WBBA Event Recap – April 10, 2013
by Martin Suchorolski, PhD
Ideas and technology presented at the recent WBBA conference on Mobile Health (mHealth) promise to have an impact on healthcare locally and globally with technology described as “coming out of Sci-Fi”.
Dr. Paul Yager, Chair of Bioengineering at University of Washington (UW) and event co-organizer, started the conference off by describing how the healthcare system is in the process of changing more and more to electronic formats, but is not quite there yet. Smart phones combined with cloud-based electronic medical records, he foresees, will become patient’s input and output devices for many diagnostic purposes and have the potential to transform the flow of medical information into the hands of the consumer. With these devices, diagnostics that can be acted upon immediately for therapy (termed “theranostics”) and integrated information agents able to interpret data would enhance the patient experience. Dr. Yager highlighted several problems that are currently being faced by mHealth including financial, regulatory, technical, rapid phone platform evolution, and resistance to change by the current medical system, but he seemed hopeful that not too far down the road this technology would emerge.
Jigish Avalani, Executive VP of Global Marketing and Alliances from Apperture, predicted that, muchlike technology transformed the way communications from payphones to mobile, access to healthcare would be transformed, reducing wait times in the process. As an example, he mentioned two services are already changing this interaction: Zocdoc, enabling patients to find doctors with available appointment times in their vicinity, and Teladoc, for accessing doctors over the phone 24-hours a day. Through investigating personal and non-personal interactions within the health care system, different decision points were highlighted that could be acted upon to transform health care.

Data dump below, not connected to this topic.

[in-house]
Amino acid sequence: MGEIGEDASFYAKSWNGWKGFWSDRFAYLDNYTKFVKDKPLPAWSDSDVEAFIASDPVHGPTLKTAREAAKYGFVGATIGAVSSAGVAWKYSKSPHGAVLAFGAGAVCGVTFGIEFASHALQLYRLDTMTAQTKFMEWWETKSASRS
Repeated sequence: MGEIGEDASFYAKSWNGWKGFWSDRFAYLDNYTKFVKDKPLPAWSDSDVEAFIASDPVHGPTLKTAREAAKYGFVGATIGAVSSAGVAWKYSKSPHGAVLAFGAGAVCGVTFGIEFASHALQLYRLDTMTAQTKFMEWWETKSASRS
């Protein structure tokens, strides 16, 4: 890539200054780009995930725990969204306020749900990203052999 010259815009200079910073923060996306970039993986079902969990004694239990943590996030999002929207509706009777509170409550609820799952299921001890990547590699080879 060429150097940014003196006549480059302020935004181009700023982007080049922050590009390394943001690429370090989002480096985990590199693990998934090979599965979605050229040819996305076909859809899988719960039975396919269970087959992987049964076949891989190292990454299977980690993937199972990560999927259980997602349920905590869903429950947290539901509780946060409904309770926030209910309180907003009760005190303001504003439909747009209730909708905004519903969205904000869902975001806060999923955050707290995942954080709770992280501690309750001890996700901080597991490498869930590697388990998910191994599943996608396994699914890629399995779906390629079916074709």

Bill Reid, Vice President of Product Development and Chief Security Officer at Numera, then described a “tele-health” device designed to remotely monitor falls by patients, even outside of their homes. The Numera Libris captures location data using GPS, descent info using an accelerometer, and sounds made during a fall event. This information is then transmitted to a cloud-based system, the data processed and sent to the call center. With an increasing coverage area of cellular service across the US, Numera hopes that by providing convenience and ease of use of a mobile device they will provide services to a market with many people at risk for falls not protected by such a service today.